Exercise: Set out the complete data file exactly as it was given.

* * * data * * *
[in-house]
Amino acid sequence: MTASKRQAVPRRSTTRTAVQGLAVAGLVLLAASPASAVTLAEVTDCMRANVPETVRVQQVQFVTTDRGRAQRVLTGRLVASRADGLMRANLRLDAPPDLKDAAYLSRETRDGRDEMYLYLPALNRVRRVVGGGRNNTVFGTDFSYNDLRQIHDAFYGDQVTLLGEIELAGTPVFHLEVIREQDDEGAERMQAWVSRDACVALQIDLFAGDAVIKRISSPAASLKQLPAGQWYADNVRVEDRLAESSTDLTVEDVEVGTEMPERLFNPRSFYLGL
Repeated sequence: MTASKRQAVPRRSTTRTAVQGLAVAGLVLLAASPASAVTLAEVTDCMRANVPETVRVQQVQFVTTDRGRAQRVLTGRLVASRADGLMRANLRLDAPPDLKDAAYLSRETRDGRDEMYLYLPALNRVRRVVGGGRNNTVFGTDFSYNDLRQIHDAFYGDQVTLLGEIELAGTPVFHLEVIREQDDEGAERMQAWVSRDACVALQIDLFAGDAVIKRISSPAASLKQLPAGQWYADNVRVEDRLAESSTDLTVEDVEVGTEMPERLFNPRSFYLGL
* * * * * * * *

[in-house]
Amino acid sequence: MTASKRQAVPRRSTTRTAVQGLAVAGLVLLAASPASAVTLAEVTDCMRANVPETVRVQQVQFVTTDRGRAQRVLTGRLVASRADGLMRANLRLDAPPDLKDAAYLSRETRDGRDEMYLYLPALNRVRRVVGGGRNNTVFGTDFSYNDLRQIHDAFYGDQVTLLGEIELAGTPVFHLEVIREQDDEGAERMQAWVSRDACVALQIDLFAGDAVIKRISSPAASLKQLPAGQWYADNVRVEDRLAESSTDLTVEDVEVGTEMPERLFNPRSFYLGL
Repeated sequence: MTASKRQAVPRRSTTRTAVQGLAVAGLVLLAASPASAVTLAEVTDCMRANVPETVRVQQVQFVTTDRGRAQRVLTGRLVASRADGLMRANLRLDAPPDLKDAAYLSRETRDGRDEMYLYLPALNRVRRVVGGGRNNTVFGTDFSYNDLRQIHDAFYGDQVTLLGEIELAGTPVFHLEVIREQDDEGAERMQAWVSRDACVALQIDLFAGDAVIKRISSPAASLKQLPAGQWYADNVRVEDRLAESSTDLTVEDVEVGTEMPERLFNPRSFYLGL